Tag Archives: older dogs

dogs and cushings disease

Older dogs may be susceptible to Cushings disease. Cushings disease is caused by an overproduction of the hormone ACTH by the pituitary gland which in turn controls the release of cortisol by the adrenal glands. It is mainly a disease of dogs, not cats. The most common cause is a microscopic benign pituitary tumor which triggers the overproduction of ACTH. These tumors are often found in older dogs. Cushings can affect the function of many organs. In addition, the excess cortisol suppresses the immune system allowing for bacterial infections. The most common infection is in the bladder.

The symptoms include hair loss, primarily on the body, increased appetite and thirst, frequent urination and a pot-bellied look to the abdomen. The skin may be thinner than usual and may bruise more easily. Diagnosis involves hormone injection and monitoring of the dog’s blood and needs to be done over several hours at the veterinarian’s office.

Treatment is with medication to suppress production of glucosteroids. It is a complex plan that involves close monitoring by the veterinarian. The average life span, with treatment is two years or longer. When presented with symptoms of frequent urination and thirst, one might assume diabetes. It is best to consult your veterinarian and suggest he look for Cushings disease as well as other more typical metabolic disorders.


Caring for your senior dog

As with humans, senior dogs change as they age. Unfortunately for dog lovers, it seems to happen way too fast! One way a dog may be considered to be geriatric is based on weight. Dogs who are 50 pounds and over are considered to be in the geriatric range at the age of 7 years. Dogs 20-50 pounds are thought to be geriatric at 9 years of age and small dogs of less than twenty pounds at 10 years of age. There are several factors to consider in caring for your aging dog.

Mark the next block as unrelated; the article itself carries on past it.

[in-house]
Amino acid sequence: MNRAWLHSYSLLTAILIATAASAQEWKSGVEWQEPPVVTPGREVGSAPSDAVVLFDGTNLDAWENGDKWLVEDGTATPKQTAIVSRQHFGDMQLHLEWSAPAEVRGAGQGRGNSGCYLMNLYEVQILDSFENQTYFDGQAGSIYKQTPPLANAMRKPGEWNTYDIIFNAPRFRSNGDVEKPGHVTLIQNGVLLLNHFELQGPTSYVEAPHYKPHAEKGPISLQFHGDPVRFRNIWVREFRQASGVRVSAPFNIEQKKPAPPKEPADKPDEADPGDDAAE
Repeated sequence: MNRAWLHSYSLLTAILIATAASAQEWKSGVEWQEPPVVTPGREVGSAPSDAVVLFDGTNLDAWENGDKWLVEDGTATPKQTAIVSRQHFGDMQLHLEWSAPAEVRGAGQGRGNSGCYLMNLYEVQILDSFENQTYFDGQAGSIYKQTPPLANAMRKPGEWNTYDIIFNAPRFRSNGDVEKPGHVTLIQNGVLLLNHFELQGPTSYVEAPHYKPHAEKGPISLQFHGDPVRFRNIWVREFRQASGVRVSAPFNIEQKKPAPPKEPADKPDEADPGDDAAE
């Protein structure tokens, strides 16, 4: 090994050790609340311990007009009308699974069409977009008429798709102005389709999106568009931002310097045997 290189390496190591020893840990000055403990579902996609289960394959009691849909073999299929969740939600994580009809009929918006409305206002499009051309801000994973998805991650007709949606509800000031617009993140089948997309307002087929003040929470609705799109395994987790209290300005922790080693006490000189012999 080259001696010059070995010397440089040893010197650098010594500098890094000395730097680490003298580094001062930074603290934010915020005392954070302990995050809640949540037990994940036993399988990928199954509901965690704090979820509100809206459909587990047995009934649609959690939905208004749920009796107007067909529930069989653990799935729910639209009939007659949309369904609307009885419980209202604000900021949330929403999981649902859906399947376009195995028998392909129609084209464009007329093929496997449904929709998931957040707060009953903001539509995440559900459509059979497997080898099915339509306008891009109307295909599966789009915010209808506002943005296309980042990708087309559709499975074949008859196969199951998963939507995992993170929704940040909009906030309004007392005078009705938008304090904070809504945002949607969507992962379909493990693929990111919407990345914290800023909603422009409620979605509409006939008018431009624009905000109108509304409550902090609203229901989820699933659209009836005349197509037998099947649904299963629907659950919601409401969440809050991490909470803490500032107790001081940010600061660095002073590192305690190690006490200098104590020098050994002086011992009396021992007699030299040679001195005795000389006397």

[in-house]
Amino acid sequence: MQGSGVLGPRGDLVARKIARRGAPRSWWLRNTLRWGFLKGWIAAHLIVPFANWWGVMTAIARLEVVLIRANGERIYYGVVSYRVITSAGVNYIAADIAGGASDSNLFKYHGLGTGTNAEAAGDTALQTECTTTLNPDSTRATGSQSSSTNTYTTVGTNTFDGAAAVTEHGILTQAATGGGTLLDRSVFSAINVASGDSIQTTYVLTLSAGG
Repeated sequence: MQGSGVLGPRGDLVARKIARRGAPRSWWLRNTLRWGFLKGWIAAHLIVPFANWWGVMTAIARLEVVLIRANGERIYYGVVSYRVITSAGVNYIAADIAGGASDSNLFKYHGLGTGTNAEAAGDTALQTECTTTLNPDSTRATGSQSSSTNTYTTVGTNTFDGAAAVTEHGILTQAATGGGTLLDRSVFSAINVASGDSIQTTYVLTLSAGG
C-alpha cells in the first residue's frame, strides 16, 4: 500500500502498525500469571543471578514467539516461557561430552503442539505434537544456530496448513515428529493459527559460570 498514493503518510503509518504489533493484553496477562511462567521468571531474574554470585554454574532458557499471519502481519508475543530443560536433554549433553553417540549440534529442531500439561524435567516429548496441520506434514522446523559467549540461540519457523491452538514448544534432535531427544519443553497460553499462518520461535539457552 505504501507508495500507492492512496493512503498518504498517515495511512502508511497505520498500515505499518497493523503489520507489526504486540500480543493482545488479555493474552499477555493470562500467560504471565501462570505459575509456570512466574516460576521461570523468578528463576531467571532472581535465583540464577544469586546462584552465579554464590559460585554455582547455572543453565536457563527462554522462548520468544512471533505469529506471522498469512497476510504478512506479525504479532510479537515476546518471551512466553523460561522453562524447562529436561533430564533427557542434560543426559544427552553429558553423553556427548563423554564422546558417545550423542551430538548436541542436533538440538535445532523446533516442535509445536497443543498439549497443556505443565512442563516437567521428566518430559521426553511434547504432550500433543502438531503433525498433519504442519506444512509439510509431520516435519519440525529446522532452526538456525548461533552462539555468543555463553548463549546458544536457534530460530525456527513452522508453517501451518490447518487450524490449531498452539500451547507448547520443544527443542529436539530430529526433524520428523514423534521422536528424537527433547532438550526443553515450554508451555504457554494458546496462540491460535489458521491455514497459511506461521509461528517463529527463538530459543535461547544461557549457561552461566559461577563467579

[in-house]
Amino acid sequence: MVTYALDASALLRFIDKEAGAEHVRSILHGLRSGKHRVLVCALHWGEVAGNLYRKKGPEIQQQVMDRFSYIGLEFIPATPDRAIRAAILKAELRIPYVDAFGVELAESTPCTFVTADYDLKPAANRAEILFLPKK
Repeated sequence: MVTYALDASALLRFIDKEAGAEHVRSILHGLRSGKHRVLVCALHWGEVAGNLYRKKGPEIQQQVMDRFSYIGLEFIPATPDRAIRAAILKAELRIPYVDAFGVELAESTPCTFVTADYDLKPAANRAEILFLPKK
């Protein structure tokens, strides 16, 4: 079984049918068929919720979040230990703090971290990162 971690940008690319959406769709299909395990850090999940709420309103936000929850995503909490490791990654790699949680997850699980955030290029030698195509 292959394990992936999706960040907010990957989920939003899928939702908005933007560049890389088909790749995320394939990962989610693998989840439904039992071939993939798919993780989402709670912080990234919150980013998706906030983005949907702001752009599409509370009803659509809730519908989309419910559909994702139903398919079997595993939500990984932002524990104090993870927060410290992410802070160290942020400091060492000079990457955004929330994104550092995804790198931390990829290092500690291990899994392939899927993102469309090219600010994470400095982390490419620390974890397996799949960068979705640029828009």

• Exercise is still important but may need to be less vigorous than when your dog was young
  • Provide more bathroom breaks due to aging bladders and more frequent urination need
  • Use of non-skid runners and area rugs will help unsteady dogs on hardwood floors
  • Climbing ramps for stairs or getting up on a bed may make getting from one place to another easier
  • Food should be easy to digest and of fewer calories than when your dog was younger
  • Visit your vet twice per year and watch for changes that may signal the need for a visit including eating and drinking habits, wounds that are not healing, unusual or sore lumps, and lethargy
  • Dogs with hearing loss need to be monitored for their safety and those with vision loss may benefit from surgery

Enjoy your dog in his golden years!